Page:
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Measuring newborn foot length to identify small babies in need of extra care: a cross sectional hospital based study with community follow-up in Tanzania

Marchant, Tanya and Jaribu, Jennie and Penfold, Suzanne and Tanner, Marcel and Armstrong Schellenberg, Joanna. (2010) Measuring newborn foot length to identify small babies in need of extra care: a cross sectional hospital based study with community follow-up in Tanzania. BMC Public Health, Vol. 10 , 624.

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Official URL: http://edoc.unibas.ch/dok/A5842947

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Abstract

ABSTRACT: BACKGROUND: Neonatal mortality because of low birth weight or prematurity remains high in many developing country settings. This research aimed to estimate the sensitivity and specificity of newborn foot length to identify babies who are low birth weight or premature and in need of extra care in a rural African setting. METHODS: A cross-sectional study of newborn babies in hospital, with community follow-up on the fifth day of life, was carried out between 13 July and 16 October 2009 in southern Tanzania. Foot length, birth weight and gestational age were estimated on the first day and foot length remeasured on the fifth day of life. RESULTS: In hospital 529 babies were recruited and measured within 24 hours of birth, 183 of whom were also followed-up at home on the fifth day. Day one foot length >7cm at birth was 75% sensitive (95%CI 36-100) and 99% specific (95%CI 97-99) to identify very small babies (birth weight >1500grams); foot length >8cm had sensitivity and specificity of 87% (95%CI 79-94) and 60% (95%CI 55-64) to identify those with low birth weight (>2500grams), and 93% (95%CI 82-99) and 58% (95%CI 53-62) to identify those born premature (>37 weeks). Mean foot length on the first day was 7.8cm (standard deviation 0.47); the mean difference between first and fifth day foot lengths was 0.1cm (standard deviation 0.3): foot length measured on or before the fifth day of life identified more than three-quarters of babies who were born low birth weight. CONCLUSION: Measurement of newborn foot length for home births in resource poor settings has the potential to be used by birth attendants, community volunteers or parents as a screening tool to identify low birth weight or premature newborns in order that they can receive targeted interventions for improved survival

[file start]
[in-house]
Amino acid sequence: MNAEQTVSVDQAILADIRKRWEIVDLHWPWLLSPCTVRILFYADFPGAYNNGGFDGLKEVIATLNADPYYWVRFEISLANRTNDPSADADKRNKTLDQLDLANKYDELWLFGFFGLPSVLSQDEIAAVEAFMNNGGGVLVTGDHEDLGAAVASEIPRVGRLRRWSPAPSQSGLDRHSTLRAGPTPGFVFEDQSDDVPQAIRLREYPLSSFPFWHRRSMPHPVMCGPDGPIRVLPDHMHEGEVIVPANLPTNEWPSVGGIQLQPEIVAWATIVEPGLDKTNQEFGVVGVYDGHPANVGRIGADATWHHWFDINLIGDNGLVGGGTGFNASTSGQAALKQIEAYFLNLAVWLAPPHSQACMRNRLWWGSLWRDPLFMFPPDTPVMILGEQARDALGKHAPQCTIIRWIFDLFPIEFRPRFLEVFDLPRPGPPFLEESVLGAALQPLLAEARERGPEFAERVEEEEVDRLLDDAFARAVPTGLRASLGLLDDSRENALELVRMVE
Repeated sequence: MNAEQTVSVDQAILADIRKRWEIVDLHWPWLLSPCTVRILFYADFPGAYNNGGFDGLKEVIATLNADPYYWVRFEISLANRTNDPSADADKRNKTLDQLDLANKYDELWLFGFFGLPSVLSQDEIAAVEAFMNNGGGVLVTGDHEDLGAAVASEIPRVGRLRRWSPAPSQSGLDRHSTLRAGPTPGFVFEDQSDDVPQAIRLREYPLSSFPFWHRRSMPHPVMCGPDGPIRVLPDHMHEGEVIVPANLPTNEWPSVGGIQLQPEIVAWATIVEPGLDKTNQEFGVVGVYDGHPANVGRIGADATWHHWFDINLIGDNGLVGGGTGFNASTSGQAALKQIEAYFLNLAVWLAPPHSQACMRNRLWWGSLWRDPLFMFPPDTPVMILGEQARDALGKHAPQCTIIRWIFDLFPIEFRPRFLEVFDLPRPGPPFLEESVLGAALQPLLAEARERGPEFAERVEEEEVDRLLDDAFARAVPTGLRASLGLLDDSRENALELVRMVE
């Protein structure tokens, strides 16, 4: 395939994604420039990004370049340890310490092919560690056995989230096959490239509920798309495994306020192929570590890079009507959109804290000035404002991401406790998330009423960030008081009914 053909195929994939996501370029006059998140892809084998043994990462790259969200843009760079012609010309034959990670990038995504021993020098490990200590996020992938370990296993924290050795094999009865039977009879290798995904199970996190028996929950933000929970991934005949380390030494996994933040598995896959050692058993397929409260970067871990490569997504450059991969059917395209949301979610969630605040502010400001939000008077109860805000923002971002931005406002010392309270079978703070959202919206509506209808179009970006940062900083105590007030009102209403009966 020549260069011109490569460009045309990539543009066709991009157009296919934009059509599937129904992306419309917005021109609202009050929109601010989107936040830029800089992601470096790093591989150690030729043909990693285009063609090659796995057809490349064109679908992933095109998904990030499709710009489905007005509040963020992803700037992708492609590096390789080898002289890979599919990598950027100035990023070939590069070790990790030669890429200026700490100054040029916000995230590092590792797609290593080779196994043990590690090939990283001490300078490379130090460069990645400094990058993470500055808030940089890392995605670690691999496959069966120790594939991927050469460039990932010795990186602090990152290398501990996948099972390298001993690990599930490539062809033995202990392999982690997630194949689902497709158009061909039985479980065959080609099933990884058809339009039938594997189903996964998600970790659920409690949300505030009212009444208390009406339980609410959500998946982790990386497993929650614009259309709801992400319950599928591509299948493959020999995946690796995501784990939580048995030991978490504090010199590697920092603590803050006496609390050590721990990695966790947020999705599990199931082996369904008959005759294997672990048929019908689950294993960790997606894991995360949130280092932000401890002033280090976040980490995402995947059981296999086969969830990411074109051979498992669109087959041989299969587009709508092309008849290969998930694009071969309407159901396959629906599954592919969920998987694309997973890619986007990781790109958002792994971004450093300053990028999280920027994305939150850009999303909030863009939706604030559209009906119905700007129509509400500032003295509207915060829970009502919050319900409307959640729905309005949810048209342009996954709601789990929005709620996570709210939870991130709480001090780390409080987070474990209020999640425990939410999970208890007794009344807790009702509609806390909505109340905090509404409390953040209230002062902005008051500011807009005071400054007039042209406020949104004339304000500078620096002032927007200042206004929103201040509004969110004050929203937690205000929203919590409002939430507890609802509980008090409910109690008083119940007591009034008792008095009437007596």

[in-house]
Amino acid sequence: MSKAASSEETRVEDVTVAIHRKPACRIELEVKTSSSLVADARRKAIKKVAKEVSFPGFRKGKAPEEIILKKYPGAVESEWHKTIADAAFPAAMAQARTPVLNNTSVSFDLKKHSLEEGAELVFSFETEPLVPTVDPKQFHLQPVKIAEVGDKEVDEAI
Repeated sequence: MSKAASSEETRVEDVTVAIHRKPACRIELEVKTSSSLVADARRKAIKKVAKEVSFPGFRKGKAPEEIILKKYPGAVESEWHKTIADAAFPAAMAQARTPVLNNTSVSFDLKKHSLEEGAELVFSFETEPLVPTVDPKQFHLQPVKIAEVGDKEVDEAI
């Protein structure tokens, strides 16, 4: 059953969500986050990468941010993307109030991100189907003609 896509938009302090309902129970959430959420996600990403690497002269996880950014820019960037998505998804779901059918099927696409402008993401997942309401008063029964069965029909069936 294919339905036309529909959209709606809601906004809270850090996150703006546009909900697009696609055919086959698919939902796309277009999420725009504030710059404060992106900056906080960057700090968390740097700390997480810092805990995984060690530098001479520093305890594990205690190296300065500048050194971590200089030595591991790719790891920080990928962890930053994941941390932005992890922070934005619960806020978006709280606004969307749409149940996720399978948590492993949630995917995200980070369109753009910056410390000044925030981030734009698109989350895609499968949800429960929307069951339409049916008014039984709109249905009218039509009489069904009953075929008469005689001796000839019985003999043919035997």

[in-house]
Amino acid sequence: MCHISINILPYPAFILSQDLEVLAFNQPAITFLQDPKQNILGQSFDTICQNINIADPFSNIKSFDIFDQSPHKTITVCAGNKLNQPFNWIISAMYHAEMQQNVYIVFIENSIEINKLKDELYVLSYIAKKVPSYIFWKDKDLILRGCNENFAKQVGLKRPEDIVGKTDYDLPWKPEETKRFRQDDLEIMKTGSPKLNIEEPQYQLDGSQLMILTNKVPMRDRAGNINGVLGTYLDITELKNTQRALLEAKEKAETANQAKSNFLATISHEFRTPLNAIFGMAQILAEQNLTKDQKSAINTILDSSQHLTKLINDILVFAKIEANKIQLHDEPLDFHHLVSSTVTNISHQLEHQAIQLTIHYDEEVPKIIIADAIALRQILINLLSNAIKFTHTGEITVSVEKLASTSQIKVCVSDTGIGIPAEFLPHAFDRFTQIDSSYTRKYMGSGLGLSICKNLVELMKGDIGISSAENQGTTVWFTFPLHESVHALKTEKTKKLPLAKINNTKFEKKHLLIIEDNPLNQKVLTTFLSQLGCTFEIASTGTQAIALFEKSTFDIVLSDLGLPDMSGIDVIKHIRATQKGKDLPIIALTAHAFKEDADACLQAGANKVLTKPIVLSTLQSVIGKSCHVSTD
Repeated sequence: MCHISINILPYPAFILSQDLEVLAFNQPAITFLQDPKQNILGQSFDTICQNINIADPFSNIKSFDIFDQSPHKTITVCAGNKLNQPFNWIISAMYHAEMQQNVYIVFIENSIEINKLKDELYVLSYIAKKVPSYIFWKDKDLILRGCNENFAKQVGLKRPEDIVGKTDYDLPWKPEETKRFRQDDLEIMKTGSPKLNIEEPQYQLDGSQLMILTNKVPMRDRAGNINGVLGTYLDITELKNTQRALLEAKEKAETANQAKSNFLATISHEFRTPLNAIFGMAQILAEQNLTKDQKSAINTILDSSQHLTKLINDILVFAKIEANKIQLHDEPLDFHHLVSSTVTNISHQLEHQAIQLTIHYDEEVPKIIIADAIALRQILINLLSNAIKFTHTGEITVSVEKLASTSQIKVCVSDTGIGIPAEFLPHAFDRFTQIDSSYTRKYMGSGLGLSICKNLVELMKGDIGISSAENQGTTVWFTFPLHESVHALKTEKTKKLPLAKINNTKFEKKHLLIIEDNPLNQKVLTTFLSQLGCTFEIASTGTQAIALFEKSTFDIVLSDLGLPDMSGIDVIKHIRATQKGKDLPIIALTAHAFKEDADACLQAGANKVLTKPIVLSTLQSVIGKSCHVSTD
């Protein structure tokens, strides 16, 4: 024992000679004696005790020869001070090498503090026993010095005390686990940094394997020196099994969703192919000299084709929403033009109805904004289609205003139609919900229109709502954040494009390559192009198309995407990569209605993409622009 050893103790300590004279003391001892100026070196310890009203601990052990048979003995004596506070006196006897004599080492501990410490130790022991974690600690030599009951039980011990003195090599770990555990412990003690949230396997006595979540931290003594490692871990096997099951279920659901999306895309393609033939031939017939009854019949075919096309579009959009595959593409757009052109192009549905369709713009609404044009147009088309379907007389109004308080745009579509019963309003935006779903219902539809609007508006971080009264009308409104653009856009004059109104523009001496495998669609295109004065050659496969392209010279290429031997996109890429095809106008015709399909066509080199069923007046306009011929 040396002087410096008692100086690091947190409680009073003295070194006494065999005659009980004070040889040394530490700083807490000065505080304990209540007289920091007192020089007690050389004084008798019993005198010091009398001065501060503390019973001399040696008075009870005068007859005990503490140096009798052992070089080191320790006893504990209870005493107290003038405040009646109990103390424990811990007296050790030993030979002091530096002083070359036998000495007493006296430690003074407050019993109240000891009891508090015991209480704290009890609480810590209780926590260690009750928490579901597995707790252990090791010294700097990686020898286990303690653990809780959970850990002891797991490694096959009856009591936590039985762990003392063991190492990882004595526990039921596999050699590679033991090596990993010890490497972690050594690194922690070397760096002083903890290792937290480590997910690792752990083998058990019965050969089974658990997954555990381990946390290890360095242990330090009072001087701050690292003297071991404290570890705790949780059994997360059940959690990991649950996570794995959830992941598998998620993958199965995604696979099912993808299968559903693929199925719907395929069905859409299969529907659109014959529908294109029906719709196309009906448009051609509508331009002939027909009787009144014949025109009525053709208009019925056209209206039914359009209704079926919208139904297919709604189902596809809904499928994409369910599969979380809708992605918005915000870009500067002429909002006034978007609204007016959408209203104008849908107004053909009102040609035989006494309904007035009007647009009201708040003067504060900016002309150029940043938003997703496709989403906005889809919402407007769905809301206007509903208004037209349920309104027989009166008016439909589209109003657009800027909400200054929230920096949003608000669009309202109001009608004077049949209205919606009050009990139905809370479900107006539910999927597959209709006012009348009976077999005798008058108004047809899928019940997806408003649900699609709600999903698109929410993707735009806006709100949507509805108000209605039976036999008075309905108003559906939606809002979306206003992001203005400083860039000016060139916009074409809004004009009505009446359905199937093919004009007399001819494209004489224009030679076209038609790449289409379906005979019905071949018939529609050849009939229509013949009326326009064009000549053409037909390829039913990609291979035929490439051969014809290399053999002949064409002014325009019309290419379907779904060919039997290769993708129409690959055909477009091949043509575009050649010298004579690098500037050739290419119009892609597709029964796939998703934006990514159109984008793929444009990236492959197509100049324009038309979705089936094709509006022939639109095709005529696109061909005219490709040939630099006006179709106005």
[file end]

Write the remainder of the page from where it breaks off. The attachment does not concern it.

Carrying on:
Faculties and Departments:09 Associated Institutions > Swiss Tropical and Public Health Institute (Swiss TPH)
03 Faculty of Medicine > Departement Public Health > Sozial- und Präventivmedizin > Malaria Vaccines (Tanner)
09 Associated Institutions > Swiss Tropical and Public Health Institute (Swiss TPH) > Department of Epidemiology and Public Health (EPH) > Health Interventions > Malaria Vaccines (Tanner)
UniBasel Contributors:Tanner, Marcel
Item Type:Article, refereed
Article Subtype:Research Article
Bibsysno:Link to catalogue
Publisher:BioMed Central
ISSN:1471-2458
Note:Publication type according to Uni Basel Research Database: Journal article
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Last Modified:21 Jun 2013 12:24
Deposited On:08 Jun 2012 06:48

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